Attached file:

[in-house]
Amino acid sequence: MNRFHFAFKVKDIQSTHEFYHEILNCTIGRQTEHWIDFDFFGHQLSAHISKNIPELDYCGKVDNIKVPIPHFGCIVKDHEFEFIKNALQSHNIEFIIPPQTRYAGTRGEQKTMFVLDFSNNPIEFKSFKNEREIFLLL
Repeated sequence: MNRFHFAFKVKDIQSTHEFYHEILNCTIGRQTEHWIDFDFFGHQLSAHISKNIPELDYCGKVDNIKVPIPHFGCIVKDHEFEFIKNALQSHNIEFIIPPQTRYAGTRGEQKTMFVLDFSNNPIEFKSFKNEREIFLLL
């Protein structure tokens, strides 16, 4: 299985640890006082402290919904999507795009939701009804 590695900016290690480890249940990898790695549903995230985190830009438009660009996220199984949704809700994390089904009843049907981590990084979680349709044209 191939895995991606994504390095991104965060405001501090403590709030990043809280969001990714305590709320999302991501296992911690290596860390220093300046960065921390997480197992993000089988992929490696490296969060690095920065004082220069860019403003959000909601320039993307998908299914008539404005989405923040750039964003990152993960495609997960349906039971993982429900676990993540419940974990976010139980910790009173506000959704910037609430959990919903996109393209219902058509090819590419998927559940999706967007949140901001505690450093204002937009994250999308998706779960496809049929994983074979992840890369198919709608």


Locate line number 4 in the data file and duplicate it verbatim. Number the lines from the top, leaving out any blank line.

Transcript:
């Protein structure tokens, strides 16, 4: 299985640890006082402290919904999507795009939701009804 590695900016290690480890249940990898790695549903995230985190830009438009660009996220199984949704809700994390089904009843049907981590990084979680349709044209 191939895995991606994504390095991104965060405001501090403590709030990043809280969001990714305590709320999302991501296992911690290596860390220093300046960065921390997480197992993000089988992929490696490296969060690095920065004082220069860019403003959000909601320039993307998908299914008539404005989405923040750039964003990152993960495609997960349906039971993982429900676990993540419940974990976010139980910790009173506000959704910037609430959990919903996109393209219902058509090819590419998927559940999706967007949140901001505690450093204002937009994250999308998706779960496809049929994983074979992840890369198919709608």